Yemen conflict: Al-Qaeda joins coalition battle for Taiz




The BBC has found evidence in Yemen that troops from a Saudi-led coalition force and al-Qaeda militants are both fighting Houthi rebels in a key battle.

On a visit to the frontline near the city of Taiz, a documentary maker filmed jihadists as well as UAE-supported pro-government militiamen.

The coalition of 10 mostly Sunni Arab states is backing Yemen’s government in its war against the Shia rebels.

But it denies co-operating with Sunni extremists also opposed to the Houthis.

The coalition’s member states consider al-Qaeda a terrorist organisation, and the jihadist network’s local affiliates have attacked coalition forces and Yemeni government personnel.

At least 6,000 people have been killed in Yemen since March 2015, when the coalition launched a military campaign to defeat the Houthis and allied army units loyal to former President Ali Abdullah Saleh and restore the government.

Pro-government forces have been battling the rebels for control of Taiz, about 205km (123 miles) south of the rebel-held capital Sanaa, for months.

The Houthis control all routes into and out of the city, and are besieging a Sunni Islamist-dominated alliance of local forces holding the city centre, while coalition-led forces are attacking the rebels on several fronts to the south and west.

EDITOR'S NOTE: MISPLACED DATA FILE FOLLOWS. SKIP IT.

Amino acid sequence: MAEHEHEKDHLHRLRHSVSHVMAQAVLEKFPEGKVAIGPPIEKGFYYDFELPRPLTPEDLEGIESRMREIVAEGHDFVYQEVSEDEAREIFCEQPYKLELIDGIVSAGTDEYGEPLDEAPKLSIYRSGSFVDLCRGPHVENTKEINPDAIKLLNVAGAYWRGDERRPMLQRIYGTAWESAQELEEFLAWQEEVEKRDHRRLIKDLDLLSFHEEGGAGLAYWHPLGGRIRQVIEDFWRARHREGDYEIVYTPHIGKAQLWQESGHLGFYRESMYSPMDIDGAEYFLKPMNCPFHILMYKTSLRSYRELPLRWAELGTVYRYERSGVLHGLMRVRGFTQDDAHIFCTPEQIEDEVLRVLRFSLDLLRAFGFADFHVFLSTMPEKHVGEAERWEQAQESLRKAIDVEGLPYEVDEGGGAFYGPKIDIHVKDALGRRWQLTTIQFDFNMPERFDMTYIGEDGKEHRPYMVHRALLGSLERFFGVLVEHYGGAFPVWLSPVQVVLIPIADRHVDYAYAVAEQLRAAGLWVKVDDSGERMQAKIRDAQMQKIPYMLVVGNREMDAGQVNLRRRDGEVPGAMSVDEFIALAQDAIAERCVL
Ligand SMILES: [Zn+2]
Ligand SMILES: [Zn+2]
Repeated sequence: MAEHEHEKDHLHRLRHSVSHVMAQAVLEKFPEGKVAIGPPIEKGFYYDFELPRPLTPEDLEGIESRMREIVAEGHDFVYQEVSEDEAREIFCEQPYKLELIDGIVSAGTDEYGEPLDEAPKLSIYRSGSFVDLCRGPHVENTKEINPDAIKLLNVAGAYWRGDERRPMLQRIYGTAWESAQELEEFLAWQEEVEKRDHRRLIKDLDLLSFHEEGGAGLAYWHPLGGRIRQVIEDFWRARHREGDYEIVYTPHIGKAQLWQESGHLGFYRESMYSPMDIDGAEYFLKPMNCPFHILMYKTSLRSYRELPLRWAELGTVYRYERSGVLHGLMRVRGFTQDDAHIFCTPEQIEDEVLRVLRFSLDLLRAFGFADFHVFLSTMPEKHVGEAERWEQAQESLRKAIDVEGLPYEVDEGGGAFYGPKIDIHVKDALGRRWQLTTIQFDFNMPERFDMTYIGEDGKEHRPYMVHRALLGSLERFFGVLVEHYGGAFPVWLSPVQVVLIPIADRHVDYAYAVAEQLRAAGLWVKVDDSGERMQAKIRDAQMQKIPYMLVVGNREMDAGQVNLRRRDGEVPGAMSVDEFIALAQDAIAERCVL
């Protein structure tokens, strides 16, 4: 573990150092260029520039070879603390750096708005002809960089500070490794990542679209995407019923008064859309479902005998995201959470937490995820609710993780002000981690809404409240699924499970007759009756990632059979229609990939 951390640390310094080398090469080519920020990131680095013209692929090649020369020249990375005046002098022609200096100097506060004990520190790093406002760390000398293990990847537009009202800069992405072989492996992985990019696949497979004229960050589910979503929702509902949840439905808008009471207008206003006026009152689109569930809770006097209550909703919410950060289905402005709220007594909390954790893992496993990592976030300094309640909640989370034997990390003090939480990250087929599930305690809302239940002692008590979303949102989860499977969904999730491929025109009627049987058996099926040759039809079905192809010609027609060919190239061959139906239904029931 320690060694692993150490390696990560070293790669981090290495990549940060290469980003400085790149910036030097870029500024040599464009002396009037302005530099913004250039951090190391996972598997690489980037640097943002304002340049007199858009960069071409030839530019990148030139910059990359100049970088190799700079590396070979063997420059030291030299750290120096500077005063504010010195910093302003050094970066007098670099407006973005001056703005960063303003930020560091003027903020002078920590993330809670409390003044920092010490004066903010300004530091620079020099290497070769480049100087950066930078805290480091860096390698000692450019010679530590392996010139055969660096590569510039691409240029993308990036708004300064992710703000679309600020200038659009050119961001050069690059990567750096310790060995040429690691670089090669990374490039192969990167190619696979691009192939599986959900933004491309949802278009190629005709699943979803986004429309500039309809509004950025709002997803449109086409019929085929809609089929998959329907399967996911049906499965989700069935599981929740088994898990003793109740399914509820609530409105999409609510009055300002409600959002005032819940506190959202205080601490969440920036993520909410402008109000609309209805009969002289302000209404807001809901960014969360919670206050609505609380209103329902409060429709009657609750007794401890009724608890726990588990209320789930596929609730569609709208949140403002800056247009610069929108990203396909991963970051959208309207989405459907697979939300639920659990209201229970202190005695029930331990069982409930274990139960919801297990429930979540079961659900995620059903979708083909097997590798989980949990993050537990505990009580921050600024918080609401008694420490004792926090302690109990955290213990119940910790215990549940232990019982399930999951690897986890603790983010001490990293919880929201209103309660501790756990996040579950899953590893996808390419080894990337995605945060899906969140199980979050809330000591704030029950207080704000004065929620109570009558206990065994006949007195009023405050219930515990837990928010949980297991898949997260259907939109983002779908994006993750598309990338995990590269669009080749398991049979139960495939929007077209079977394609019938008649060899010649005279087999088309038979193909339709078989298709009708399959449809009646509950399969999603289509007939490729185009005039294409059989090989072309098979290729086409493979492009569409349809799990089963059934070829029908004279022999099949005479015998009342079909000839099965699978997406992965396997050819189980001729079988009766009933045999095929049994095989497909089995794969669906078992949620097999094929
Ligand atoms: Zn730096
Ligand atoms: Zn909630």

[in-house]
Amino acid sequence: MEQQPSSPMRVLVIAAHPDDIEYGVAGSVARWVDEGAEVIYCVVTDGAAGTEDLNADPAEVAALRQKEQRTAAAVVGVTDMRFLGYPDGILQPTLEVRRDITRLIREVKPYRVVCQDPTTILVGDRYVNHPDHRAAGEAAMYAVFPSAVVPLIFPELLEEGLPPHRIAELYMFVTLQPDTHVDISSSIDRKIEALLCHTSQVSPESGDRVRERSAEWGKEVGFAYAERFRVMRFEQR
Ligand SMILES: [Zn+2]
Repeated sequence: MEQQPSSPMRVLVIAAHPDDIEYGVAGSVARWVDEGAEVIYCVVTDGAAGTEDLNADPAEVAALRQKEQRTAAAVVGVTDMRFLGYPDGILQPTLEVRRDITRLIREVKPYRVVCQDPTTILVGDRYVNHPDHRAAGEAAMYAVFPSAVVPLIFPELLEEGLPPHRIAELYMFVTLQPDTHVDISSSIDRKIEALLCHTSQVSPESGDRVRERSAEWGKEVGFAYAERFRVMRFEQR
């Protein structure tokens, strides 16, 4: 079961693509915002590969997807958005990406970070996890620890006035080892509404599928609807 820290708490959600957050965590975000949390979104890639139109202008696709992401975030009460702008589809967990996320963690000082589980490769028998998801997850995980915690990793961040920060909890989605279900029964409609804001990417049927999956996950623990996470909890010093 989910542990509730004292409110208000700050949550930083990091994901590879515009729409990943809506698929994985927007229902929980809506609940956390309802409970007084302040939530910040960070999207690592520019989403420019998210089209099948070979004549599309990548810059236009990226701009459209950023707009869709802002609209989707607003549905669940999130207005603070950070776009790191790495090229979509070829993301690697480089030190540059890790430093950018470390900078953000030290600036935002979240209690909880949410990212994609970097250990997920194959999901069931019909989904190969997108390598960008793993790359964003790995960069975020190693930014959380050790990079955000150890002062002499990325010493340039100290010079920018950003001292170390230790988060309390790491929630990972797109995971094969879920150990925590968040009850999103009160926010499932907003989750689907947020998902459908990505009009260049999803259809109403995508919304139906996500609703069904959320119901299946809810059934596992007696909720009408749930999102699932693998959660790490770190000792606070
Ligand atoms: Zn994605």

Image caption The coalition has provided armoured vehicles to pro-government forces

Taiz has suffered huge destruction as a result, and the UN says some 200,000 civilians are trapped inside the city without critical medical supplies or food.

During a visit to the frontline outside Taiz late last year, documentary maker Safa AlAhmad spoke to pro-government militiamen attacking Houthi fighters on a key hilltop with the support of troops from the United Arab Emirates (UAE), who were providing tactical advice.

While there, Ms AlAhmad was warned by one group participating in the battle not to film them.

She was told they were members of Ansar al-Sharia, an affiliate of al-Qaeda in the Arabian Peninsula (AQAP), and that they were angered by the presence of a woman.

Ms AlAhmad said it appeared that AQAP – which has exploited the chaos and seized parts of southern Yemen, including the port city of Mukalla – had sent fighters to Taiz to increase the group’s influence and spread its message.

Several reports of coalition forces and AQAP militants battling the Houthis in the same areas in southern Yemen have emerged over the past 11 months, despite the jihadists’ long-standing violent opposition to governments of coalition-member states, who are allied with the US.

Some have alleged that the Yemeni government is avoiding direct confrontation with AQAP, which in turn has avoided attacks on government targets.

The Houthis have claimed that Saudi Arabia and its Sunni allies are more concerned with checking the influence of Shia power Iran, which has denied providing military support to the rebels, than combating al-Qaeda.


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